as many devils in Worms as there are tiles on the houses, I would still go on."
When Luther arrived in Worms the people came out to greet him in thousands, they thronged in the street, they
followed him to his lodging, calling upon God to bless him, happy if they might touch his hand or even his
When at length Luther appeared before the Emperor, the Great Council Hall was thronged from end to end. Seldom
had so many princes and nobles been gathered together. The Emperor, in his splendid robes, sat upon his throne
beneath a canopy of cloth of gold. On one side of him were the cardinals, on the other the Electors, and all
around them sat and stood a glittering throng of knights and nobles. They were all come to judge the case of
one poor monk.
As Luther in his dark robe made his way through the
 brilliant crowd, a friendly knight patted him on the shoulder. "Little monk, little monk," he said in tones of
admiration, "you go your way to make a stand such as I, and many a commander beside, even in our fiercest
fight have never taken. Are you of good intent and certain of your affair, so go in God's name and be
comforted. God will not forsake you."
The sitting was long; dusk fell, and the great hall was lit up by countless candles. In the dim and flickering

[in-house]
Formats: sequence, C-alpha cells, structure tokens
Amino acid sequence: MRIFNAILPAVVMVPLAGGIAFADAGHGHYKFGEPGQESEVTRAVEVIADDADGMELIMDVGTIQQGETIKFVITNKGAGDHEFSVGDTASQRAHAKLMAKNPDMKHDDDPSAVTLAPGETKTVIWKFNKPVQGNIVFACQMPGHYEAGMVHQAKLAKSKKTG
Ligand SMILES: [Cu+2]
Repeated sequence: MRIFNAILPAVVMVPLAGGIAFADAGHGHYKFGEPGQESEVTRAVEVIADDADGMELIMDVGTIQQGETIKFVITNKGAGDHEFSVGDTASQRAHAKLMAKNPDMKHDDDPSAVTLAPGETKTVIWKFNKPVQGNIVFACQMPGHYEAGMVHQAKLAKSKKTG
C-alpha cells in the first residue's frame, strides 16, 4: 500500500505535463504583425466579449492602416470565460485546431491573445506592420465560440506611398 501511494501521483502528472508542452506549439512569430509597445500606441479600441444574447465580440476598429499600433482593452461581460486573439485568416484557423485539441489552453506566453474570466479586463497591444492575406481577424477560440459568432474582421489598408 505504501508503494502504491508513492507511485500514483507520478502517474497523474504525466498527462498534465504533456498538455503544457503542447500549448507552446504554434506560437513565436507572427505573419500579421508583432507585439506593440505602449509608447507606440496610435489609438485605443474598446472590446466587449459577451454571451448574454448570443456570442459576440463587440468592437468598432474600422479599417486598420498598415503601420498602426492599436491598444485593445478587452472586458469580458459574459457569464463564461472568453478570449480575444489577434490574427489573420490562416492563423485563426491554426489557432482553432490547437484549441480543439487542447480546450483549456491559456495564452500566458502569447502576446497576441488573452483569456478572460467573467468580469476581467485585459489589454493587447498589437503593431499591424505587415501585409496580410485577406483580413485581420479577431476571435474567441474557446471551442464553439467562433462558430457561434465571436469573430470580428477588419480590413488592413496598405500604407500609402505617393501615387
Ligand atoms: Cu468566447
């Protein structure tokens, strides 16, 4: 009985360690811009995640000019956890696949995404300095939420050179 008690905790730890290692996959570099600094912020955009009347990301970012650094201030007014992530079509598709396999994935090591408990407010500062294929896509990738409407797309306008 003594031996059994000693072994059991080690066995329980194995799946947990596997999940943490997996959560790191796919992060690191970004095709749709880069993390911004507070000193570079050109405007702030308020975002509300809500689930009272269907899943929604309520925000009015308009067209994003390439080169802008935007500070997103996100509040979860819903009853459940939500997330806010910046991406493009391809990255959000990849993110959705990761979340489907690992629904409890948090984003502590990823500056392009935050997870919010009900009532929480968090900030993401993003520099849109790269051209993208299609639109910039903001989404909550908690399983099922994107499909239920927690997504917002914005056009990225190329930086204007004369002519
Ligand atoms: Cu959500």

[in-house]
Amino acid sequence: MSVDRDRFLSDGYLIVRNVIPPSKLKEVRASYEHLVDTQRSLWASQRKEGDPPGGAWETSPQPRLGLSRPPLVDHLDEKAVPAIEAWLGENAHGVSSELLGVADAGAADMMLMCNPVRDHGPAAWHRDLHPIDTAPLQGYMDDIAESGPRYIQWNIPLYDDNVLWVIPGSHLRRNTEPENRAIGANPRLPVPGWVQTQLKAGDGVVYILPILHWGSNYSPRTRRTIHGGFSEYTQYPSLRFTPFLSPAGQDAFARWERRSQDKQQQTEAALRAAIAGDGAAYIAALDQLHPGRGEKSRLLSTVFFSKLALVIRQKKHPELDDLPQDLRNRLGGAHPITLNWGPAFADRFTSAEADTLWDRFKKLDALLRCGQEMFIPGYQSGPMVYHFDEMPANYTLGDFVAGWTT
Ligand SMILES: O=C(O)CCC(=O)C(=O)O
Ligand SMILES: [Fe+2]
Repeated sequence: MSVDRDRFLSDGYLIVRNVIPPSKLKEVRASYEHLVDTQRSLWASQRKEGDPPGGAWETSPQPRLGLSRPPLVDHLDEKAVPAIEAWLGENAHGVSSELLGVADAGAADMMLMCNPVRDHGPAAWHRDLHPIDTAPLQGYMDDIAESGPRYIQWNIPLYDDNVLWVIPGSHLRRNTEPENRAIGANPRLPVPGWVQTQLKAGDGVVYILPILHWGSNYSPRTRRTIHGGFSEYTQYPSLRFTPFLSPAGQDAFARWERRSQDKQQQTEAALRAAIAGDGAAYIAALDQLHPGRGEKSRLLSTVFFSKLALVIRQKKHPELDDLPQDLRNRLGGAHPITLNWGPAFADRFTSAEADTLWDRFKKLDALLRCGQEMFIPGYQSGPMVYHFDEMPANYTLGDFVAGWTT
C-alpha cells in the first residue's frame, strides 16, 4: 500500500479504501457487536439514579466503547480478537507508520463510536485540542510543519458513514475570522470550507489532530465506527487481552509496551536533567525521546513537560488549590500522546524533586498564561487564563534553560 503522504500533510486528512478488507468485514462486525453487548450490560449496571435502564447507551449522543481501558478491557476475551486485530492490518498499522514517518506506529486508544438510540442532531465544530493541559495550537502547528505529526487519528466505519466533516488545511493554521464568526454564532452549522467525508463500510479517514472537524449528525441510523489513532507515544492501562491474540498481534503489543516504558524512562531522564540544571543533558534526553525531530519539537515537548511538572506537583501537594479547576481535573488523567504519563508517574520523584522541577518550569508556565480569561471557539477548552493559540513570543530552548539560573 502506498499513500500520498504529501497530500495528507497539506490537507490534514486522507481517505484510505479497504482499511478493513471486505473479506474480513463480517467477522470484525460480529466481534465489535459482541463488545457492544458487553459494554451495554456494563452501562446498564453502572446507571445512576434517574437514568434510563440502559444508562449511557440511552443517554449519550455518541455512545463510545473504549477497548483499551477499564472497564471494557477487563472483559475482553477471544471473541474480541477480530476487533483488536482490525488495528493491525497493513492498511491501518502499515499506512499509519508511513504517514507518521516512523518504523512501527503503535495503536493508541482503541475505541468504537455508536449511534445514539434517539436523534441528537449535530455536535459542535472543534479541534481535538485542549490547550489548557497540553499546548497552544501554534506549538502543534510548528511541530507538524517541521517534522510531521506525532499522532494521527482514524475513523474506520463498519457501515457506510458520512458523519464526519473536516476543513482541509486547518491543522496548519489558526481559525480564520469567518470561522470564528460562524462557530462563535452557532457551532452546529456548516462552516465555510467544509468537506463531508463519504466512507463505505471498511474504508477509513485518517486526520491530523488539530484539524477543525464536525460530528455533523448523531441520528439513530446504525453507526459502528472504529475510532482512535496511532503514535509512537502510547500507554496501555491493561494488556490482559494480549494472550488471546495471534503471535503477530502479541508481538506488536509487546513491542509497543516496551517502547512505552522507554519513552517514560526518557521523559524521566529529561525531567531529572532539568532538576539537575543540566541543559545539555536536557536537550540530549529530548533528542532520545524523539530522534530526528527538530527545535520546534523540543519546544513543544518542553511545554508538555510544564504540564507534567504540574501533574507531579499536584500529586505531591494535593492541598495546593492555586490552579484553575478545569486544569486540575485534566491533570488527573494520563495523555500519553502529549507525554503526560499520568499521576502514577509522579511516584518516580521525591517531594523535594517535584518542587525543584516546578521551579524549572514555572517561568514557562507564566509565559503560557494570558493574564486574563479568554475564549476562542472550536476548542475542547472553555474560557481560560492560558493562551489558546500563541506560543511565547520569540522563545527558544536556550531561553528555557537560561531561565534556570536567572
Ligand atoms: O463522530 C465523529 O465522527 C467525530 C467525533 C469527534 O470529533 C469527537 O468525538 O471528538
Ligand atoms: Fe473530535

light the young monk stood alone, a dusky figure amid the surrounding splendour. His face was pale, his eyes
bright and shining. From first to last he refused to retract his heresies. "Here I stand," he said, "I can do
no other. So help me, God. Amen."
It was his last word, and Charles bade him begone for a rebel and a heretic. But there were some there who
would not thus lightly have let him go. He was in their power; why not have done with him? Why should he not
die, as Huss had died? they asked.
"Nay," answered Charles, "he has my safe-conduct. I would not have cause to blush as Sigmund blushed."
So Luther was allowed to depart in safety. But hard upon his heels followed the Edict of Worms. By this Luther
was declared to be under the ban of the Empire; that is, he was an outlaw. He had lost all the rights of man,
and was but as a hunted animal on the face of the earth. No man might give him shelter or food, but was
commanded to deliver him up to the powers of justice.
But Luther had many friends. Among them was Frederick the Wise, Duke of Saxony. While the anger of the Pope's